Our story starts in the way most stories start, with a loss.
I am afraid that this makes our story very unoriginal, but I have no say in who lives and dies for I am just the story teller not the creator.
Now, in your mind, go back a few hundred years to a time of kings and castles, of quests and magic. Are you there? Good.
Imagine a village. It is fairly decent in size and the villagers are pleasant most of the time. In this village, imagine there lives a baker. Every day, the baker does the same thing.
First, the baker will get up at the crack of dawn and open his little shop. He will then spend the majority of the day kneading dough and baking bread. He will then sell most of that day's work and earn a decent wage. Then when the sun begins to set he will leave his shop with two loaves of bread. One loaf he will trade with the butcher for a slab of meat and the other he will take to his family.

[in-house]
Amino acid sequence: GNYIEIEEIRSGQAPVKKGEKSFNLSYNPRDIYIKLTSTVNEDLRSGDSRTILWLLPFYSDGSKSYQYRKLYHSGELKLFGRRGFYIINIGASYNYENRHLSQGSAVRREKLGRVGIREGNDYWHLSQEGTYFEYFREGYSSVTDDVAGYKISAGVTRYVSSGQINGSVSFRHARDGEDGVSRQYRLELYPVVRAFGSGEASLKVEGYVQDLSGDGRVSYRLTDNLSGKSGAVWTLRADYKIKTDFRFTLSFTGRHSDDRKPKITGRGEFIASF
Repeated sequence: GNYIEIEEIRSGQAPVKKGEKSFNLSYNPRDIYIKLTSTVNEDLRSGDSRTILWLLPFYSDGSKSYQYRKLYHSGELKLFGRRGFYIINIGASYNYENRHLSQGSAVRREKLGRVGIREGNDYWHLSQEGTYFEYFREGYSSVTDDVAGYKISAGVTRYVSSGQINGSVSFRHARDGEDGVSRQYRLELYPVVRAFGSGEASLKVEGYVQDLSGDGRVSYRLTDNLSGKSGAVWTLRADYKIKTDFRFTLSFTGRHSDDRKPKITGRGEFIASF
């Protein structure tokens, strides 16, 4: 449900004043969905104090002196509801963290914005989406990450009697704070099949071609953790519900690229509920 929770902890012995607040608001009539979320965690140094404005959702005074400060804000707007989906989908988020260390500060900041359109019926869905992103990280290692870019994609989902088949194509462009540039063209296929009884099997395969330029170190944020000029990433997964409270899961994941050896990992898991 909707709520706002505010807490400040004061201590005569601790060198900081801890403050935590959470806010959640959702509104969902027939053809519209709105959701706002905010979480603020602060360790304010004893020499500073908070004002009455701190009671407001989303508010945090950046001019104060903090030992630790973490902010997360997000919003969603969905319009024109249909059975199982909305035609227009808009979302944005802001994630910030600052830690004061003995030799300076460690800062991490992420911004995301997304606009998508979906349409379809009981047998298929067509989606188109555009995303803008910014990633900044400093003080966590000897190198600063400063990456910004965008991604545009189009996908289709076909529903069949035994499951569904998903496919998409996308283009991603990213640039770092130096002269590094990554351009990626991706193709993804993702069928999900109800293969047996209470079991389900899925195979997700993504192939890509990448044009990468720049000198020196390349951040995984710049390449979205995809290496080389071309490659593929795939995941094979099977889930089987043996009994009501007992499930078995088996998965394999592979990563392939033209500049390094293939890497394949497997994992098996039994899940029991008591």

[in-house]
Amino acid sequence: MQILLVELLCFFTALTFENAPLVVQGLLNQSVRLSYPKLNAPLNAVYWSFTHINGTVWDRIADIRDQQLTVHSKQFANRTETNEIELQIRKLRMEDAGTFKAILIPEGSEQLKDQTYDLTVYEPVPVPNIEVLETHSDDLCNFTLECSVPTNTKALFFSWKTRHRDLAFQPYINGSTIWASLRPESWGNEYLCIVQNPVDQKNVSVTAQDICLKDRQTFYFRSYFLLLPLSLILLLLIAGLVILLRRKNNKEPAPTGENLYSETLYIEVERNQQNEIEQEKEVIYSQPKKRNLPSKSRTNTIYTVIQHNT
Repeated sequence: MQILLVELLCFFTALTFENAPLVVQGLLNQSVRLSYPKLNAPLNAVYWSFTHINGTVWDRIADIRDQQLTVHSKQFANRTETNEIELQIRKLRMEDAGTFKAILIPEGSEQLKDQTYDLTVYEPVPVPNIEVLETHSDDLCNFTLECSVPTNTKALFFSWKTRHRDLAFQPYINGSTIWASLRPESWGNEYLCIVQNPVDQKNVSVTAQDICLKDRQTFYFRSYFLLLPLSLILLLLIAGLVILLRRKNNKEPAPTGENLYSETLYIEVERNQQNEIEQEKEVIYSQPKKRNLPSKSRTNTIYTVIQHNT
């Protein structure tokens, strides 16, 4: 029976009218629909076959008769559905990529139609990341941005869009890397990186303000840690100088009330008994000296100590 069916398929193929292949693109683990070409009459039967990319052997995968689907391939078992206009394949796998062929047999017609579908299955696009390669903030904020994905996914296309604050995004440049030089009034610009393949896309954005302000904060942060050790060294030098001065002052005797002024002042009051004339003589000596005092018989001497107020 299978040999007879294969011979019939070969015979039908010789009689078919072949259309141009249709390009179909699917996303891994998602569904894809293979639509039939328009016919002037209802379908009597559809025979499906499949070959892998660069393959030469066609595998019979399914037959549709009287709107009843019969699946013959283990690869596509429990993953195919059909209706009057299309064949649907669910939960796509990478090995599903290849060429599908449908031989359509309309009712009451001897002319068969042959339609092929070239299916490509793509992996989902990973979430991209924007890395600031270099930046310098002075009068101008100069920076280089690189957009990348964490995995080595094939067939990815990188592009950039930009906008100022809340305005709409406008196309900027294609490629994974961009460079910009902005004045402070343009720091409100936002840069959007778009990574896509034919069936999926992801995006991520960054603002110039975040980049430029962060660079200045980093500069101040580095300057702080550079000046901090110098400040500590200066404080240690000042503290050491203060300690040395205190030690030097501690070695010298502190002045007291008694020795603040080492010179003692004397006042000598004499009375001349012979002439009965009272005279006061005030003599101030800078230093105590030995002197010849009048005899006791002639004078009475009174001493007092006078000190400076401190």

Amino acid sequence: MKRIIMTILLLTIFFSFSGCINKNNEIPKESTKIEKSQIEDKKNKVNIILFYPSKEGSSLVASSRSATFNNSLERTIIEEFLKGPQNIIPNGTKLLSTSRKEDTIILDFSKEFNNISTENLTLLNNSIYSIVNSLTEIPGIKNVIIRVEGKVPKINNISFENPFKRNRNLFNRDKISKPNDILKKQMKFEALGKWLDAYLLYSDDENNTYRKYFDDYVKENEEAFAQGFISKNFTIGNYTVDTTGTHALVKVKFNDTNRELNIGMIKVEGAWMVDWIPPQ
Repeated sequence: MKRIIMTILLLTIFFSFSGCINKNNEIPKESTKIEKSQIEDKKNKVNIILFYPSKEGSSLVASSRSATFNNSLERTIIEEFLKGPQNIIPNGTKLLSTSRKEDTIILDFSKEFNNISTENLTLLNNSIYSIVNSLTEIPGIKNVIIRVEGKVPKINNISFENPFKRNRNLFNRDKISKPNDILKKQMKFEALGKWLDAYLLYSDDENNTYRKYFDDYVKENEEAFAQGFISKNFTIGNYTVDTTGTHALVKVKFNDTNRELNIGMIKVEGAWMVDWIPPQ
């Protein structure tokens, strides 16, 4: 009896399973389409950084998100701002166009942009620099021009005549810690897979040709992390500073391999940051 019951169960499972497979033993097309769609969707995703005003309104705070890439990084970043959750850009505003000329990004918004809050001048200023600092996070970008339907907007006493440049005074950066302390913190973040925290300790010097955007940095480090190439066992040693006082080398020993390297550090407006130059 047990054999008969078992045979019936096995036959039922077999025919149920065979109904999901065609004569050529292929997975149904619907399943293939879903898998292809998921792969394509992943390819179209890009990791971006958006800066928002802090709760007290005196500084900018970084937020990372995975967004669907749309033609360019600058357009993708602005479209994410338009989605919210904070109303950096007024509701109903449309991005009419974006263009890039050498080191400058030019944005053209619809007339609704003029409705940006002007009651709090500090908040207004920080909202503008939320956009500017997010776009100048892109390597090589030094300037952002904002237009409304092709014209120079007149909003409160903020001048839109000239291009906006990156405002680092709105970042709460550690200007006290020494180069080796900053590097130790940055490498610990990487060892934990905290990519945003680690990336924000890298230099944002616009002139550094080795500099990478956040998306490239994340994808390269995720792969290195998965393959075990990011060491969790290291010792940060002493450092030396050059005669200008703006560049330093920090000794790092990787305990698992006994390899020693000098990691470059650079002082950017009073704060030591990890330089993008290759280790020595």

Once in his little home at the edge of town, he will kiss each of his daughters on the tips of their heads and then he will ask his oldest, "How is she?"
The girl will just sadly shake her head and then begin to cook the meat on the fire she has prepared. The baker will then move to sit by his sick wife's bed and he will stay that way for the rest of the night.
One day though, the baker's routine will change.
He will work for most of the day until worry over his sick wife overtakes him. Then he will stop by the blacksmith's and buy a cart before racing home to his family.
He will then load his sick wife into the cart and leave his 11 year old daughter behind to watch over the shop and he will stick his six year old in the cart with her mother. Then he will hand his daughter a bucket of water and instructions to continually wet her mother's brow and to tell him if she goes.
The baker now will drag the cart all the way to the great kingdom of Camelot to the court physician.
I know that you may want to hear that the physician was able to heal the baker's sick wife and their family lived happily ever after, but that is not the case.
But it does not matter, for this is not the story of the baker, but of his youngest daughter and this moment, when her father takes her and her mother to Camelot, is the one that will shape the rest of her life.